So when did you start working on “Say it Loud”?
Ashley Clark: A very good friend of mine; a lady named Zoe Whitley is a curator at the Tate in London and a couple of years ago, she was planning an exhibition called “Soul of a Nation: Art in the Age of Black Power” which launched at the Tate Modern in 2017 [last year] and as soon as I found out she was doing that, I thought it would be interesting to consider a film series because the museum installation was about visual art, painting, Emory Douglas drawings for the Black Panther publications and it was light on film…and I got to thinking that there’s been some really interesting, recent documentaries made about the black power era, things like “The Black Power Mixtape” and Stanley Nelson’s Black Panther documentary and some retrospective films, but I thought that it would be interesting to take a deep dive in and look at the work that was made specifically in that period, whether it was fiction film, documentary and kind of draw a narrative of film and cinema that was made in the era of Black Power [and] it was very important for me to try to find as much rare and interesting stuff as possible.
Why did BAM choose to focus on people of color and revolutionary movements of the 60’s because it seems as if this is an on-going theme with a lot of the work that you’ve curated. Is it because of the current climate that we’re in right now, or is this just a specific topic that you interested in?
Ashley Clark: It’s a mixture of both. I am interested in Revolutionary History — the first program I did at BAM was a film series based around the thinking and writing of Frantz Fanon, from everything from revolutionary politics to double consciousness. These are ares that interest me but specifically in the case of the black power film program, all you have to do is to look at the extraordinary parallels between somebody like Colin Kaepernick and Tommy Smith and John Carlos, which is exactly 50 years ago now — you know a lot of the films in the program deal with cointelpro and state suppression of black activists, precisely the same thing is happening with Jeff Sessions and the current administration and the idea of Black Lives Matter activists being termed “black identity extremists” so a lot of this old racist and oppressive policy is manifesting in new forms, and the films while both being very interesting and absorbing historical documents, quite clearly speak to what’s happening today and I don’t think there’s any need for us to overstate that programming.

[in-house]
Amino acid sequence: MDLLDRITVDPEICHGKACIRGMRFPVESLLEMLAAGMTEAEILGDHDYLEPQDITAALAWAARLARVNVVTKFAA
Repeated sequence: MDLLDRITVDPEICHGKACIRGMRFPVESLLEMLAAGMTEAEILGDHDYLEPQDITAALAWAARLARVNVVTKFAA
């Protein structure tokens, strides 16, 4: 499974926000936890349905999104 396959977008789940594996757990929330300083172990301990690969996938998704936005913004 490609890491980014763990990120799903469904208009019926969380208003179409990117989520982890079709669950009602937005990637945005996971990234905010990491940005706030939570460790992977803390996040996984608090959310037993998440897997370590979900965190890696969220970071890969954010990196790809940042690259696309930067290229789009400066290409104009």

In terms of the overall ideas behind our programming, I think it’s really important for us to take a position and not be afraid to say, who we want to be — we want our programming to be progressive and have a political angle and not just be neutral. We are fortunate. I am supported by a great team and a great boss who allows me and my other colleague in programming to be very open about the things that our programs are deliberately intended to address racism and sexism and historical inequality.
I think it’s brilliant what you guys are doing. I watched a few of the films, a few that I haven’t seen and what I’ve realized is, not only is it topical but they’re educational and it almost felt as if we have to dig into the crates of history learn about the past so that we can get through what we’re going through right now, and to understand what is happening — so what do you want audience members to get from the program, the projects and visual artists that you chose for the screenings?
Ashley Clark: There’s something really important — first and foremost for me, that we are cinema and I think there’s something really galvanizing about the idea of seeing these films in a communal setting so people can discuss things afterwards and hopefully there will also be diverse audiences so there can be an intergenerational exchange: older audience members speaking to younger audience members — people who weren’t there at the time…and I agree, I think it’s really important to look at these as potentially historical educational documents
At the same time, a lot of these films are wonderful pieces of art as well, so I’m always keen on the films that we show to be seen as pieces of art and to be engaging with them, not just as ideological statements but also examples of an art form that is still struggling sometimes to be recognized as an art form. You know, I think film still struggles to be seen at the level of theater or dance or opera [so] that’s always a fight for us as well to even make sure that film is being seen as an art form and there’s amazing films in this program by the likes of William Greaves and Horris Ove and Med Hondo — these are great film artists and very creative and experimental and interesting, so that is very important to me as well.